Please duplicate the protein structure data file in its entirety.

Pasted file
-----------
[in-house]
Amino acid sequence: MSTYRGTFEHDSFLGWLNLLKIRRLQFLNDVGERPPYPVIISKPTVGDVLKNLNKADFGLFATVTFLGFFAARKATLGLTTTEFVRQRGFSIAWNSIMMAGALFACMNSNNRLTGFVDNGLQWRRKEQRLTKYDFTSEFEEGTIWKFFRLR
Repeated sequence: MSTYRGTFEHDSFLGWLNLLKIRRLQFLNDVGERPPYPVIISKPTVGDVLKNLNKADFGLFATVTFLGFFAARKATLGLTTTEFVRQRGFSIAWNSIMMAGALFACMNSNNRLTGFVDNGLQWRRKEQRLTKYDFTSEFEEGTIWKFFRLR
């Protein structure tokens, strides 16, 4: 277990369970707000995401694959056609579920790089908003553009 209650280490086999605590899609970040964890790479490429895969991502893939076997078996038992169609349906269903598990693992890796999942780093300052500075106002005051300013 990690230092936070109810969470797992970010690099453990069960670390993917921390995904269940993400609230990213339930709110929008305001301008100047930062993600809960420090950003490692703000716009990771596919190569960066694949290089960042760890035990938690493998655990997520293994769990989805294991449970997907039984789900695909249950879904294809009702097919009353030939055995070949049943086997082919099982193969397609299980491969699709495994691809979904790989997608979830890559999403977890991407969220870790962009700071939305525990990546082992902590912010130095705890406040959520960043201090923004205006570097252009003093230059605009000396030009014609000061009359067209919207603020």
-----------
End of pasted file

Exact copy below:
[in-house]
Amino acid sequence: MSTYRGTFEHDSFLGWLNLLKIRRLQFLNDVGERPPYPVIISKPTVGDVLKNLNKADFGLFATVTFLGFFAARKATLGLTTTEFVRQRGFSIAWNSIMMAGALFACMNSNNRLTGFVDNGLQWRRKEQRLTKYDFTSEFEEGTIWKFFRLR
Repeated sequence: MSTYRGTFEHDSFLGWLNLLKIRRLQFLNDVGERPPYPVIISKPTVGDVLKNLNKADFGLFATVTFLGFFAARKATLGLTTTEFVRQRGFSIAWNSIMMAGALFACMNSNNRLTGFVDNGLQWRRKEQRLTKYDFTSEFEEGTIWKFFRLR
């Protein structure tokens, strides 16, 4: 277990369970707000995401694959056609579920790089908003553009 209650280490086999605590899609970040964890790479490429895969991502893939076997078996038992169609349906269903598990693992890796999942780093300052500075106002005051300013 990690230092936070109810969470797992970010690099453990069960670390993917921390995904269940993400609230990213339930709110929008305001301008100047930062993600809960420090950003490692703000716009990771596919190569960066694949290089960042760890035990938690493998655990997520293994769990989805294991449970997907039984789900695909249950879904294809009702097919009353030939055995070949049943086997082919099982193969397609299980491969699709495994691809979904790989997608979830890559999403977890991407969220870790962009700071939305525990990546082992902590912010130095705890406040959520960043201090923004205006570097252009003093230059605009000396030009014609000061009359067209919207603020």